The first act was gorgeous. Nothing really dramatic happens -- old friends meet, a girl shows up. But the staging was magnificent (a modern seaside shantytown that could be anywhere in Southeast Asia) and the opening scene breathtaking (the stage was transformed into the ocean floor, with young men and women diving for pearls). And the music was equally glorious. The opera's famous tenor/baritone duet and tenor aria are both in the first act. Here's a clip of rehearsal footage:
At intermission, we enjoyed seeing the tables set up for the gala dinner/ball that would follow the performance . . .
At $50,000 per table, we reluctantly decided to pass
. . . and we found a quiet spot in the foyer where we could watch the beautifully dressed people go by.
I thought this woman's dress was particularly lovely.
After a while we decided we deserved a moment in the limelight, so we stepped out and tried our luck with asking strangers to take our photo. It's always a challenge to get someone with a good eye for framing, angle and lighting, but I think these give you a sense of the moment.
Unclear why he thought the low angle was necessary
The bells rang and we returned for the second and third acts of the opera (no more intermissions!). When the final curtain fell, we emerged into the foyer and were gently encouraged to leave so that the gala could start. We paused for a moment outside to revel in the beautiful purple and green party lights that transformed the place.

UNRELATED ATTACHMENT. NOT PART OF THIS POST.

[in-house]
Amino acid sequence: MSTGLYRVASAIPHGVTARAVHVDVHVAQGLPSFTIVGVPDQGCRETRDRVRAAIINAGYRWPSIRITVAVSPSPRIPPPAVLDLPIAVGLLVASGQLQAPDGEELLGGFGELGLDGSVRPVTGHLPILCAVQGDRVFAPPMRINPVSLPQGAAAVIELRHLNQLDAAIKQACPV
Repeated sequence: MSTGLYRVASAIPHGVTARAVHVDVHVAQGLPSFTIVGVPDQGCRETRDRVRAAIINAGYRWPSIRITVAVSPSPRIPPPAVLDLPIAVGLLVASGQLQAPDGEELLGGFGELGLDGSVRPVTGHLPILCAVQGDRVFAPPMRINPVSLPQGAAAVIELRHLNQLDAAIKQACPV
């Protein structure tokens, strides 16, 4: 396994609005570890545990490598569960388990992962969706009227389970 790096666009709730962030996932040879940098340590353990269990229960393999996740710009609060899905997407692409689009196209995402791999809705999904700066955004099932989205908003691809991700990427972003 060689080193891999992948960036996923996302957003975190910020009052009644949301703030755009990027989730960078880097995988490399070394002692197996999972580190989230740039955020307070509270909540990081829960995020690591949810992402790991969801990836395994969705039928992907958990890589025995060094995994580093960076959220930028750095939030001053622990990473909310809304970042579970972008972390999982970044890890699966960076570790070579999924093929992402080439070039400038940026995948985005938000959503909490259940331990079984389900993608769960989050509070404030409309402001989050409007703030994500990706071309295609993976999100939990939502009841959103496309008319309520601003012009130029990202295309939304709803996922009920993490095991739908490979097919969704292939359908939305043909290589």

We lingered there for a while. soaking in the atmosphere and watching the famous fountain play. But then we got cold and walked over to Eve's house for a quick appearance at her New Year's Eve party. We were delighted to discover that her friends were all super interesting and welcoming (two playwrights, an engineer, a graphic designer, a political scientist, and a professor of Chinese theatre). We decided we wanted to become good friends with them all.
But we also wanted to get back to the hotel before the ball dropped and the crowds became insane. So we cut our visit short and headed back to midtown. We made our way through the crowds . . .
. . . and into the hotel, where we posed for another round of photos. Because who wants to take off the party clothes when they look this good!
It's hard to tell, but Justin's tux was a midnight blue. Very nice.
And Amanda's dress is a custom dress that she had made by a company in India.
Back in the room, we broke out the feast of cheese and meats . . .
. . . and watched the ball drop.
We could see a bit of the crowd and part of one of the stages.
And with that the wild party began! It basically consisted of sitting on the couch and untying our bowties and pulling faces. We had a terrific time.
Wes Anderson style
The whole evening was completely wonderful, and definitely a highlight that will hold its own among our many travels. We came away shocked that we hadn't done black tie sooner and resolved to do it again before long.